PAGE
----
In response to these political challenges, Lenin wisely coupled political coercion with N.E.P., or the New Economic Policy of the 1920s. During this period, the Party loosened the reigns on economic control and the economy quickly rebounded. During the mid-1920s, trade revived, shops proliferated, cities grew, cafes and services sprang up everywhere, grain requisitions ended, and economic activity finally reached pre-war levels in 1926. The Party's stated goal in this period was to control "the commanding heights" of industry, including banking and large-scale manufacturing and international trade, but leave the local merchant or small-time manufacturer relatively free of governmental interference.
Bukharin, "the Party's darling," advocated policies that were roughly commensurate with NEP assumptions, which favored market surpluses, the production of consumer goods, gradualism, and evolutionary socialism. According to Steinberg, Bukharin offered economic, political, and even ethical objections to more radical Leftist currents in the Party. Bukharin wanted to avoid violent class struggle. The goal was a "bloodless path to socialism."
Notwithstanding the economic successes of N.E.P., the country's new found freedom led to widespread discontent in the Party. Old Bolsheviks were appalled at rampant crime, which Steinberg reminds us, orthodox Marxists could only attribute to the reemergence of capitalism. The Bolsheviks also resented widespread prostitution, which they also believed resulted from exploitative economic relationships. Party members generally believed that NEP had been a necessary evil, but it had to be overturned if the country ever hoped to become truly communist. The majority of Bolsheviks believed that Russian backwardness needed to be forcefully overturned by an aggressive and intrusive state apparatus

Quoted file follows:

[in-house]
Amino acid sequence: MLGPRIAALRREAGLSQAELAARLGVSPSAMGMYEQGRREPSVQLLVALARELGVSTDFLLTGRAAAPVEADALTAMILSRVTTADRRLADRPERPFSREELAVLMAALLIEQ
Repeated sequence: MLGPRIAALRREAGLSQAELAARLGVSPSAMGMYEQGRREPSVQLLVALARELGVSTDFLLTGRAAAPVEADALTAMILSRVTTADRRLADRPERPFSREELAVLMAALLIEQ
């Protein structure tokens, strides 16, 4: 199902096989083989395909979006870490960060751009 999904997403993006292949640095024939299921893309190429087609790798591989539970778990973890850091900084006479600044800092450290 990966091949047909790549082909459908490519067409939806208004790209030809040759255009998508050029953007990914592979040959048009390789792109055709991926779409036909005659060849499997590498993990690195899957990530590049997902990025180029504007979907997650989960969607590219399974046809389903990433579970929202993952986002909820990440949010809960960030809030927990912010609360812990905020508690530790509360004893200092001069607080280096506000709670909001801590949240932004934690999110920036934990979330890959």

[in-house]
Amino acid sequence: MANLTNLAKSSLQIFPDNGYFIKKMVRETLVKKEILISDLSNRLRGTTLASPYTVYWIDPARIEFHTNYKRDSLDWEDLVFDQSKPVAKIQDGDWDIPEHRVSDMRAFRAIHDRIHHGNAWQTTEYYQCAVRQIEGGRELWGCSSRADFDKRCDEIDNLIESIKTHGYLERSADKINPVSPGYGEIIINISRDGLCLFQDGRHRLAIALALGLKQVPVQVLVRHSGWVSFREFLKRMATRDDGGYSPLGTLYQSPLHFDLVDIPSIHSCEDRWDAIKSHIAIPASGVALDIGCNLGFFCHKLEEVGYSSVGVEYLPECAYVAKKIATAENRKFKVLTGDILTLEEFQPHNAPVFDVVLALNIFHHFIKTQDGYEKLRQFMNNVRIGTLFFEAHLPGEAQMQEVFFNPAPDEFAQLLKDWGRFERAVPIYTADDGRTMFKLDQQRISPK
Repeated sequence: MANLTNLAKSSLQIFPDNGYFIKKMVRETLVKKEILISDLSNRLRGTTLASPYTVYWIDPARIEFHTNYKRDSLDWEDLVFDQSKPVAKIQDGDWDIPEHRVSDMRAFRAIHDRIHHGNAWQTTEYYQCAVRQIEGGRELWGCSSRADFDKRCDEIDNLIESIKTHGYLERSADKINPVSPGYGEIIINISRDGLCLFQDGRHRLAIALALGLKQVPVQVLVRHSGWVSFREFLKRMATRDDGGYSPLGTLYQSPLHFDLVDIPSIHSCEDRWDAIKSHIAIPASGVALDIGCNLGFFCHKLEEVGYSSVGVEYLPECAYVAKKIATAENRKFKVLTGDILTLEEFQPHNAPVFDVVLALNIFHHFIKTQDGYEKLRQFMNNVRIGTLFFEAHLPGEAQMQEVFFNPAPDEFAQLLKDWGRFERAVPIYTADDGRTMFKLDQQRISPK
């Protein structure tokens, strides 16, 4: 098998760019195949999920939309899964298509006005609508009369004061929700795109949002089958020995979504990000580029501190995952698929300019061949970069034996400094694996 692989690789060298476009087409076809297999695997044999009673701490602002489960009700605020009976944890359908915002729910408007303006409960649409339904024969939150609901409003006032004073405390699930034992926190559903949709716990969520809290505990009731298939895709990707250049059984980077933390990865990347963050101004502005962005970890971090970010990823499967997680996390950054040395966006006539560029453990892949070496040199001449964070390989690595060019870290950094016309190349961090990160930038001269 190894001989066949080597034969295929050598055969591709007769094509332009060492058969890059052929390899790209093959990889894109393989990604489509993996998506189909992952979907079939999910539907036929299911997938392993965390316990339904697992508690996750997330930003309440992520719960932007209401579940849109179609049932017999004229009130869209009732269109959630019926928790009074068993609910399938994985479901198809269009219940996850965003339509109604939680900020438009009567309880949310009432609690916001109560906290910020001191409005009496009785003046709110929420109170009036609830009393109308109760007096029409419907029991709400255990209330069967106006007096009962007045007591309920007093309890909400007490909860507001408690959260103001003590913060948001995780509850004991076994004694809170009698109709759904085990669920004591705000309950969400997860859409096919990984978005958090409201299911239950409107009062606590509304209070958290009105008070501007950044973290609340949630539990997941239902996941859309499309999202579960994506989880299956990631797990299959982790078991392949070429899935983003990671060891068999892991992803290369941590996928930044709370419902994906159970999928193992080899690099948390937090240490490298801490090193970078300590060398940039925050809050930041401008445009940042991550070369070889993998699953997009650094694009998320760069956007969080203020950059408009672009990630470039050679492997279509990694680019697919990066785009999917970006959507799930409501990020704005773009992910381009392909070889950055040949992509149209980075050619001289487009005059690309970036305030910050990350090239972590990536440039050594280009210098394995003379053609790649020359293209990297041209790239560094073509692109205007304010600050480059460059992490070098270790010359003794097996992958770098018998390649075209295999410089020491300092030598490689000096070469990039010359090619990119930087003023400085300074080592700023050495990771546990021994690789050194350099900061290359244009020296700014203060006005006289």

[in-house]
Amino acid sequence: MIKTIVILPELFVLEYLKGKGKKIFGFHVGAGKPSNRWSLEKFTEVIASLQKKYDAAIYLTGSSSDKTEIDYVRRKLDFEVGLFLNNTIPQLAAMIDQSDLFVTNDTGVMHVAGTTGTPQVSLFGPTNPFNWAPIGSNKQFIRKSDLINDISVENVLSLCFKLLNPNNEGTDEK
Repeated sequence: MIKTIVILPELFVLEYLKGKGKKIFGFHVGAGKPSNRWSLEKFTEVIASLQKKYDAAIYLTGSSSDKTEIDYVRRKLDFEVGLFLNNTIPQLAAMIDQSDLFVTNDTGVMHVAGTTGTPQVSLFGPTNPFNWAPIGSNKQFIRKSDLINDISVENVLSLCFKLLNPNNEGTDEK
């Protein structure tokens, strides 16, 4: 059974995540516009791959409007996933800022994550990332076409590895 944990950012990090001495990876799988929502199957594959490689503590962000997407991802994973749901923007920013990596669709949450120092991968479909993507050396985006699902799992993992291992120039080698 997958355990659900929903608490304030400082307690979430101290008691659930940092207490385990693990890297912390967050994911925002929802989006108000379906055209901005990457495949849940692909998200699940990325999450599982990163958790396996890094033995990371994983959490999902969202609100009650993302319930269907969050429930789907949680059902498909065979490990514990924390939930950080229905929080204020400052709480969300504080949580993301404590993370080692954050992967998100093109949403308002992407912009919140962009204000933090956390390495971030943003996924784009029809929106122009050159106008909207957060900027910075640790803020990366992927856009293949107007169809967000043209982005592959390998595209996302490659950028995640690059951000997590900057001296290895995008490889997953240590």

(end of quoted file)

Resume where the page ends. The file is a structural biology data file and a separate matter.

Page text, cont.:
Although Soviet institutions were affected by the violence of the Civil War, Bolshevik thinkers of the 1920s remained sincere about the transformation of society and they therefore pursued a wide variety of radical artistic projects and anticipatory social reforms. These reforms included granting women equal legal rights, making divorce and abortion freely available, organizing communes, and vigorously attacking domestic abuse. Steinberg even mentions Soviet "belt burying ceremonies" in which peasants publicly committed to end domestic abuse by turning the burial of peasant belts into a public ritual. The Soviets didn't stop there. In the 1920s the Party faithful and communist sympathizers launched a whole series of social projects, including campaigns to reduce swearing, drinking and fighting. Steinberg even mentions one campaign to get Soviet citizens to eat with proper kitchen utensils.
Steinberg's overall take on the 1920s was that it was a time of experimentation, when the Party's overall direction had not been completely determined. Could the Party contain any seeds of democracy? How much discipline was required of Party members? Could factions exist in the Party? How coercive should the socialist state be? What was the right balance between the urban and rural economy? In other areas of social life, debates about the communist future were even more speculative. What did a liberated man look like? What were the hallmarks of a newly free Russian society? The 1920s were an even more experimental time for the arts. The future seemed unlimited. In this era, an avant garde still hoped to use aesthetic innovation to reflect social change and, more importantly, encourage it. Plans for a "Monument to the World's Suffering" would have made this edifice the tallest building in the world. Musicians organized "an orchestra without a conductor" to express egalitarian principles in music. One group attacked the convention of wearing clothing. Others experimented with urban planning, factory production, and a hundred other things. In summary, Russian communism between War Communism and Stalinism remained surprisingly fluid, creative, and open-ended.